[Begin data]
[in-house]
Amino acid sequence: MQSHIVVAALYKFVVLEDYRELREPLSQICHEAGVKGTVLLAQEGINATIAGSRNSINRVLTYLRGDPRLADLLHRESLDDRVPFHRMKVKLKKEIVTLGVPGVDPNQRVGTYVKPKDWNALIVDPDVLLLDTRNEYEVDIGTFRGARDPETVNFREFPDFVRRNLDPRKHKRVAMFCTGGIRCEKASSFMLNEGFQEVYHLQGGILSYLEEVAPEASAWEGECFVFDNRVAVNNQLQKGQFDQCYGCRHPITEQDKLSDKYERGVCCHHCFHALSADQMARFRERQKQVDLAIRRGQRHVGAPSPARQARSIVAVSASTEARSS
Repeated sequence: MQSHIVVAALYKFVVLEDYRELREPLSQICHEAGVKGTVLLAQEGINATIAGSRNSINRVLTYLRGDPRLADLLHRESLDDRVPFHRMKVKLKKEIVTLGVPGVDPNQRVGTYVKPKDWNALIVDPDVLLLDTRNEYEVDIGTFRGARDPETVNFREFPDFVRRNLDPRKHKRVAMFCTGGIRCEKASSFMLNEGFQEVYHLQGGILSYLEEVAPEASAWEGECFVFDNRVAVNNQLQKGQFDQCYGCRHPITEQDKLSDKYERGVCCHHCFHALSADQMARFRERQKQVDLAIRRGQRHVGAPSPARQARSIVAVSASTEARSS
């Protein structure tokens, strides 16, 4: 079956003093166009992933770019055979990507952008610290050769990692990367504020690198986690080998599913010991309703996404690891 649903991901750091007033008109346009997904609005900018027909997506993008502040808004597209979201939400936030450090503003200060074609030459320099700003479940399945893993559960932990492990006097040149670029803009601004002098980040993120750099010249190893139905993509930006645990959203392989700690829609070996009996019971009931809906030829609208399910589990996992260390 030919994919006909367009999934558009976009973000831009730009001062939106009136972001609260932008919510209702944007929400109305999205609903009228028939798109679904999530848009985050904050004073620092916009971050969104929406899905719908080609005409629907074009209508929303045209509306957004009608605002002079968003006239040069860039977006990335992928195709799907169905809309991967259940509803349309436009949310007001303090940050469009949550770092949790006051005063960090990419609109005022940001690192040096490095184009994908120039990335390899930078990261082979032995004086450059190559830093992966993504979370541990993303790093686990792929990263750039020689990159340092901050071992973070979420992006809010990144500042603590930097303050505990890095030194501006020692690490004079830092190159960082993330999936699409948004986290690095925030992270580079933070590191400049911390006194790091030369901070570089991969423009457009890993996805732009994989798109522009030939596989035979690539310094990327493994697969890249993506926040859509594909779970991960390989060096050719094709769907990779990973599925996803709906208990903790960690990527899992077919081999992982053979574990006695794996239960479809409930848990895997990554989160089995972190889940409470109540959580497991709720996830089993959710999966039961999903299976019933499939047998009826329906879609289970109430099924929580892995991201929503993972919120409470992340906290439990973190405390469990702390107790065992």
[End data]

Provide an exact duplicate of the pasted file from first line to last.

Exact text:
[in-house]
Amino acid sequence: MQSHIVVAALYKFVVLEDYRELREPLSQICHEAGVKGTVLLAQEGINATIAGSRNSINRVLTYLRGDPRLADLLHRESLDDRVPFHRMKVKLKKEIVTLGVPGVDPNQRVGTYVKPKDWNALIVDPDVLLLDTRNEYEVDIGTFRGARDPETVNFREFPDFVRRNLDPRKHKRVAMFCTGGIRCEKASSFMLNEGFQEVYHLQGGILSYLEEVAPEASAWEGECFVFDNRVAVNNQLQKGQFDQCYGCRHPITEQDKLSDKYERGVCCHHCFHALSADQMARFRERQKQVDLAIRRGQRHVGAPSPARQARSIVAVSASTEARSS
Repeated sequence: MQSHIVVAALYKFVVLEDYRELREPLSQICHEAGVKGTVLLAQEGINATIAGSRNSINRVLTYLRGDPRLADLLHRESLDDRVPFHRMKVKLKKEIVTLGVPGVDPNQRVGTYVKPKDWNALIVDPDVLLLDTRNEYEVDIGTFRGARDPETVNFREFPDFVRRNLDPRKHKRVAMFCTGGIRCEKASSFMLNEGFQEVYHLQGGILSYLEEVAPEASAWEGECFVFDNRVAVNNQLQKGQFDQCYGCRHPITEQDKLSDKYERGVCCHHCFHALSADQMARFRERQKQVDLAIRRGQRHVGAPSPARQARSIVAVSASTEARSS
């Protein structure tokens, strides 16, 4: 079956003093166009992933770019055979990507952008610290050769990692990367504020690198986690080998599913010991309703996404690891 649903991901750091007033008109346009997904609005900018027909997506993008502040808004597209979201939400936030450090503003200060074609030459320099700003479940399945893993559960932990492990006097040149670029803009601004002098980040993120750099010249190893139905993509930006645990959203392989700690829609070996009996019971009931809906030829609208399910589990996992260390 030919994919006909367009999934558009976009973000831009730009001062939106009136972001609260932008919510209702944007929400109305999205609903009228028939798109679904999530848009985050904050004073620092916009971050969104929406899905719908080609005409629907074009209508929303045209509306957004009608605002002079968003006239040069860039977006990335992928195709799907169905809309991967259940509803349309436009949310007001303090940050469009949550770092949790006051005063960090990419609109005022940001690192040096490095184009994908120039990335390899930078990261082979032995004086450059190559830093992966993504979370541990993303790093686990792929990263750039020689990159340092901050071992973070979420992006809010990144500042603590930097303050505990890095030194501006020692690490004079830092190159960082993330999936699409948004986290690095925030992270580079933070590191400049911390006194790091030369901070570089991969423009457009890993996805732009994989798109522009030939596989035979690539310094990327493994697969890249993506926040859509594909779970991960390989060096050719094709769907990779990973599925996803709906208990903790960690990527899992077919081999992982053979574990006695794996239960479809409930848990895997990554989160089995972190889940409470109540959580497991709720996830089993959710999966039961999903299976019933499939047998009826329906879609289970109430099924929580892995991201929503993972919120409470992340906290439990973190405390469990702390107790065992």